THREE-DIMENSIONAL LÉVY HBT RESULTS FROM PHENIX∗

Bálint Kurgyis

for the PHENIX Collaboration

Eötvös Loránd University, Pázmány Péter sétány 1/A, 1117 Budapest, Hungary (Received December 20, 2018)

In heavy-ion collisions, we measure the Bose–Einstein correlation func- tions to map out the femtoscopic homogeneity region of the particle emit- ting source. Previously, a one-dimensional measurement with a Lévy- shaped source was done at the PHENIX experiment. In this paper, we present the three-dimensional Lévy HBT results of PHENIX and their com- parison with the one-dimensional results.

DOI:10.5506/APhysPolBSupp.12.477

1. Introduction

The PHENIX experiment at the Relativistic Heavy Ion Collider (RHIC) has collected a large amount of data with different collision systems (p+p, p+A,A+A) at different collision energies [1]. This gives the chance to thor- oughly investigate the created quark–gluon plasma (QGP) and its properties.

The QGP cools down and from it hadrons are created. We can map out the femtoscopic homogeneity region of this particle emitting source by measur- ing the Bose–Einstein correlation functions of identical bosons. The shape of the source was often assumed to be a Gaussian [2, 3]. However, there were indications of non-Gaussian behavior [4–6]. More recently, PHENIX measured the Bose–Einstein correlation functions in one dimension [7] and found that the data can be best described by a more general, Lévy-shaped source. The Lévy parameters were only measured in one dimension so far, but it is important to investigate the appropriacy of the Lévy-type source assumption in three-dimensional HBT measurements. Here, we present the preliminary results of a three-dimensional Lévy analysis of same charged pions from√

s_{N N} = 200GeV Au+Au data.

∗ Presented by M. Csanád at the XIII Workshop on Particle Correlations and Fem- toscopy, Kraków, Poland, May 22–26, 2018.

(477)

2. The Lévy-type source

One possible explanation for the appearance of Lévy distributions in heavy-ion collisions is the rapidly expanding medium, where the mean free path increases, thus anomalous diffusion emerges [8]. The Lévy distribution is characterized by the Lévy exponent α. At two special values of α, the Lévy distribution can be formulated analytically: α= 2leads to a Gaussian distribution andα= 1 leads to a Cauchy distribution. In general, the Lévy stable distribution can be expressed with an integral formula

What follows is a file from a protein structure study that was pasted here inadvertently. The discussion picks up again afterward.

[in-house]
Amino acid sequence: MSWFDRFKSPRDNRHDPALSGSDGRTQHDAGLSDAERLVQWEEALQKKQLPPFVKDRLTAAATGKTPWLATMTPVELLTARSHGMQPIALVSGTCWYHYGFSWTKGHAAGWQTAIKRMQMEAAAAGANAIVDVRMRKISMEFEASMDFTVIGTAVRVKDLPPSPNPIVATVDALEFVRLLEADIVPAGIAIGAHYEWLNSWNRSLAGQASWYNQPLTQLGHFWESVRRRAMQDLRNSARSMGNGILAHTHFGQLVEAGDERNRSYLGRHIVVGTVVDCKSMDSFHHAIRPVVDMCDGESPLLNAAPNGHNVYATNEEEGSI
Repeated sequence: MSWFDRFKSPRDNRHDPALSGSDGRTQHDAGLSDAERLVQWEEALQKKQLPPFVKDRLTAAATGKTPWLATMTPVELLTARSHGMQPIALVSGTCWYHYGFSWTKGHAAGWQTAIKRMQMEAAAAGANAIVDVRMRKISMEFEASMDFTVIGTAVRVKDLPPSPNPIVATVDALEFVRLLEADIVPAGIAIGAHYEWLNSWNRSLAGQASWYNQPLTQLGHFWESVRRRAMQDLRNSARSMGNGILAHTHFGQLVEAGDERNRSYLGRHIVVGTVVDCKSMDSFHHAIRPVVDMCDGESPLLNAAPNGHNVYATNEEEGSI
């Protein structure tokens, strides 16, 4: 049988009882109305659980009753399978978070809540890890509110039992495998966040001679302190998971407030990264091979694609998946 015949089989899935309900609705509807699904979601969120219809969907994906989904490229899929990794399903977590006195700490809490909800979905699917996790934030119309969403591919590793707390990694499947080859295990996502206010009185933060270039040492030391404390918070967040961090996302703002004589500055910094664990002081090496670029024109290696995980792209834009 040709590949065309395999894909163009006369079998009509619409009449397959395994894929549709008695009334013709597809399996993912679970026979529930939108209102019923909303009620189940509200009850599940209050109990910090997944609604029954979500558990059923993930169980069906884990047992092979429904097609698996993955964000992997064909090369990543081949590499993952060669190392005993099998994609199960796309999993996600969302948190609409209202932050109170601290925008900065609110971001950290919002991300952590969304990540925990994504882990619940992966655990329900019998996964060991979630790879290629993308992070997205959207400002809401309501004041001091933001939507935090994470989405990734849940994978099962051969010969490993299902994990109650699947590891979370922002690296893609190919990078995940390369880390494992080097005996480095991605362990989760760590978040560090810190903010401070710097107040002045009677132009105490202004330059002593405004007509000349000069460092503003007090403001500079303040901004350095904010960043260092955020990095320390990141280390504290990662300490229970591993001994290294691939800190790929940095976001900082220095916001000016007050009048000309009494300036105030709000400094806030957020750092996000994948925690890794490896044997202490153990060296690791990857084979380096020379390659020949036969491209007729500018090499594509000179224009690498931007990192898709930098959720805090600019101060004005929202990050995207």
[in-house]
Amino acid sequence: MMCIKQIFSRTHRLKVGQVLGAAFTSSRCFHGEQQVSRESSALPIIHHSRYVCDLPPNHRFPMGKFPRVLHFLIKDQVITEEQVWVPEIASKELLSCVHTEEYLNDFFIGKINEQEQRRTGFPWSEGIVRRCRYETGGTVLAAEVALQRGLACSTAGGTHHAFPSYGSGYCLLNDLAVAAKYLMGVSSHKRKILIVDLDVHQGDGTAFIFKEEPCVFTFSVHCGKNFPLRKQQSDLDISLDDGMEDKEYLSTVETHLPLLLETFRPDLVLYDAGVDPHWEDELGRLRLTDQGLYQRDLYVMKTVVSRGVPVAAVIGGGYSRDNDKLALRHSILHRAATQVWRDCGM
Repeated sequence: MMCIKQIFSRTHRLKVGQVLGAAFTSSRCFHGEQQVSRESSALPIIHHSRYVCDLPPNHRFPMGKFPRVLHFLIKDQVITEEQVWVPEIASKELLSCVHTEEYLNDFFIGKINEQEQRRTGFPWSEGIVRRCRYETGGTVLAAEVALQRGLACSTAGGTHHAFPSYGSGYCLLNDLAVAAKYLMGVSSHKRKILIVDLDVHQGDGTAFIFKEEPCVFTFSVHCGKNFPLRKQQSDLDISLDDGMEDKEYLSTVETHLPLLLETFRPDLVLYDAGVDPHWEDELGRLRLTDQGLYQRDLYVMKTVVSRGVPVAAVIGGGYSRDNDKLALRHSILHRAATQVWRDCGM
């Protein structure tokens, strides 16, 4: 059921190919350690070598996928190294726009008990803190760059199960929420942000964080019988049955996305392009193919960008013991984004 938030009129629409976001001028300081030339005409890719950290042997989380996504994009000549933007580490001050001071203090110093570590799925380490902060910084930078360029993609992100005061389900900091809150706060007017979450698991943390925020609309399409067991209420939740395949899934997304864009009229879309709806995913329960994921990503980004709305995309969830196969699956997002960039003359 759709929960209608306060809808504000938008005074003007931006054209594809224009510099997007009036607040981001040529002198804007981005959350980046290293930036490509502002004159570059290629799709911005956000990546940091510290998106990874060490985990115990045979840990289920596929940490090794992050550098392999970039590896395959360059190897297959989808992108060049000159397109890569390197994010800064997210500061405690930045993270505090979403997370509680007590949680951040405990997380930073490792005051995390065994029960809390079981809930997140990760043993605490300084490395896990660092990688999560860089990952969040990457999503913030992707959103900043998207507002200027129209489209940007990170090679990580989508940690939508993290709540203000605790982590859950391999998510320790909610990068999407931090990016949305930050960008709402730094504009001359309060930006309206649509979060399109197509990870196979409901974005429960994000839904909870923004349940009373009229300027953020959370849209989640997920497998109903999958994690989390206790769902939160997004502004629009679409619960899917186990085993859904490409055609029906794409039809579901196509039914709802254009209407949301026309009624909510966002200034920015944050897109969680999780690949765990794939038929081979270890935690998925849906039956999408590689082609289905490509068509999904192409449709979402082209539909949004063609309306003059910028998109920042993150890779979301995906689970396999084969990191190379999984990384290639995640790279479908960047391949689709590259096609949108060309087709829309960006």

L(α,R,r) = 1
(2π)^{3}

Z

d^{3}qe^{iqr}e^{−}^{1}^{2}^{|qR|}^{α}. (1)
We can measure the three-dimensional Lévy HBT scale parameters (R_{out},
R_{side},R_{long}) by comparing data to the Bose–Einstein correlation functions
of Lévy sources. These scale parameters differ from the usually measured
Gaussian radii but still they describe the homogeneity region of the particle
emitting source.

Furthermore, it is important to consider the role of pions coming from resonance decays in the system. We can take these into account via the core–halo model [9,10], where we assume a two-component source. One is a hot, dense and hydrodynamically expanding core with a characteristic size

∼10 fm/c. The core emits the primordial pions and yields the correlation function that we can measure. The other component is a rather wide spatial distribution of the decay products of long-lived resonances with a character- istic scale much larger than 10 fm/c, which transforms into a very narrow peak in the relative momentum space, thus it is experimentally unresolvable.

It turns out that λ correlation strength parameter (intercept of the corre-
lation function at q= 0) can be expressed as: λ=N_{core}^{2} /(Ncore+N_{halo})^{2},
whereN_{core}andN_{halo}are the numbers of pions coming from the core and the
halo, respectively. Hence, this way, we can describe the ratio of primordial
pions in the system by measuring lambda.

With the above assumptions, we end up with the following form for the interaction free two-particle correlation function [11]:

C_{2}^{(0)}(q;R, λ, α) = 1 +λexp (−|qR|^{α}) . (2)
Additionally, one needs to consider the Coulomb interaction between the
charged pions. We can take this into account in the following way:

C_{2}^{(C)}(q;R, λ, α) =K(q;R, λ, α)C_{2}^{(0)}(q;R, λ, α), (3)
where theK(q) is the Coulomb correction factor. In this analysis, we used
a very detailed numerical table for K(q) and fitted the data with an itera-
tive method as described in Ref. [7]. Here, the assumption of a spherically
symmetric source is used.

3. Three-dimensional Lévy HBT at PHENIX We analyzed√

sN N = 200GeV Au+Au data from the 2010 data taking
period at the PHENIX experiment. The two-particle relative momentum
correlation functions were measured for π^{+}π^{+} and π^{−}π^{−} pairs from the
0–30% centrality events in 31 different transverse momentum (m_{T}) bins.

For the measurements, we used the Bertsch–Pratt coordinates (out, side,
long), in the longitudinally comoving system. Then, we fitted the data with
correlation functions from a Lévy-shaped source. This way, we could extract
the transverse momentum dependence of the model parameters. For the
fitting, we used a modified Poisson likelihood term (χ^{2}_{λ}) as in Ref. [12] that
considers the Poisson error for the bin counts. Figure1shows an example of
the projections of the measured three-dimensional correlation function along
the out, side and long directions and also the projected fit.

2C

0.95 1 1.05 1.1 1.15 1.2 1.25 1.3

**Raw corr. func.**

** Coul. fact.**

×
**Raw corr. **

**Coulomb factor**
** q)) **
Σ
ε**(**

×** (1+**

×** N **

**2**

**C****(0)**

** q)) **
Σ
ε**(**

×** (1+**

×** N **
**C****2**

Σ** q))**
ε**(**

×** (1+**

**N **

**PHENIX 0-30 % Centrality Au+Au**

**Projection:**

**/NDF = 76/66**
χ**2**

**conf.level = 18 %**

×
π**+**

π**+**
** = 200 GeV, **
**s****NN**

** 0.04**

±
** = 0.92 **